In fact, essentially all of the evidence presented at the evidentiary hearing demonstrates that information related to the children's welfare is now located in the state of Florida. For example, the children's medical care is provided in Florida, including by their pediatrician, dentist and orthodontist. They attended private school in Florida, performing well, earning high grades and regularly being named to the Honor Roll and Headmaster's List. Through their school, they are involved in basketball, football, soccer, baseball, golf, safety patrols and extracurricular art classes. The boys also participate in Cub Scouts in Florida and are actively involved in the Orlando-based church. They have good friends and significant family in the Orlando area, including a grandmother, aunts and uncles and cousins.
Because of the foregoing, the Superior Court found that: "The record in this case does not support a finding that the children retain a 'significant connection' with Pennsylvania as required by subsection 5422(a)(1) of the UCCJEA."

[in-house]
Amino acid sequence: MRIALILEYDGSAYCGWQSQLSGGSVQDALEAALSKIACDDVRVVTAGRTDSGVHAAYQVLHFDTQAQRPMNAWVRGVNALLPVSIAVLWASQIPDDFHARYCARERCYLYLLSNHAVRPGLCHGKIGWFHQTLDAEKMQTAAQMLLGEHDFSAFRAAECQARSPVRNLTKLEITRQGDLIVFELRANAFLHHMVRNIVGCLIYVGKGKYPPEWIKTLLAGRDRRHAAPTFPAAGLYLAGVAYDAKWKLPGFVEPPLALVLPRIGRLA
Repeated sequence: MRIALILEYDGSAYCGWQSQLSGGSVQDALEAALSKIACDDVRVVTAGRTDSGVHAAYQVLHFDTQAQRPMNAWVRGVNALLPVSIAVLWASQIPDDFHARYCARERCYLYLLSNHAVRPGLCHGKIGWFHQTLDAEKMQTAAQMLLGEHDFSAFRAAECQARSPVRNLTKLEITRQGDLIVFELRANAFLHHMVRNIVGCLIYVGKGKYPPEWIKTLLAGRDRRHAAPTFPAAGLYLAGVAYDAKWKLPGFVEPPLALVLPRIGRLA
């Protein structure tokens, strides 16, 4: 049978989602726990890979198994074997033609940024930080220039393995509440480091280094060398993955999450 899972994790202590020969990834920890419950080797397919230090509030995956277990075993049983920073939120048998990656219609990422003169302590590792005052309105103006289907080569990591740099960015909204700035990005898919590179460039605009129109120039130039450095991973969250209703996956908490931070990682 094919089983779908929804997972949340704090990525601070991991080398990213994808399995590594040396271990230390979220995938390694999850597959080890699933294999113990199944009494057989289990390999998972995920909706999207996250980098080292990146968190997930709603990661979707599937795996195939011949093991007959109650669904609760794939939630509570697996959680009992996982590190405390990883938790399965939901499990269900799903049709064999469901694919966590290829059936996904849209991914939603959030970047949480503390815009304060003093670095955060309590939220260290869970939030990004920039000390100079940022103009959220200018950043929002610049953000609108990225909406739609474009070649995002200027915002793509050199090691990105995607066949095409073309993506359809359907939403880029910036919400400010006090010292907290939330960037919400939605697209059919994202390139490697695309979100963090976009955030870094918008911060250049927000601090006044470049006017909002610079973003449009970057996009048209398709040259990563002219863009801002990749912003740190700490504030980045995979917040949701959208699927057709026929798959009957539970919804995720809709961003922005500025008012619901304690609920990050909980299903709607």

In reviewing the Superior Court's Opinion, it appears as though the Billhime children spend a significant amount of time in Pennsylvania with their father during their school breaks. It appears as though they spend Spring Break, Thanksgiving Break, Christmas vacations, "as well as nearly all of the summer vacation" with Mr. Billhime in Pennsylvania. Some practitioners may find this case problematic because Mr. Billhime appears to be a very active partial physical custodian under the circumstances where a relocation was granted to a distant state. However, this case could also be welcomed by some family law practitioners as a case such as this (and subsequent litigation) would be difficult to present in having the Florida witnesses needed to attend a custody trial back in Pennsylvania. In many situations, teachers or school employees needed to testify would require subpoenas. This would be frustrating because of the interstate issue. Further, school districts/schools often require their attorneys to accompany the school employees to court. As time passes, after a relocation occurs, the majority of the evidence needed in a custody trial begins to shift toward the state where the children have relocated. In this respect, practically, the case may make sense.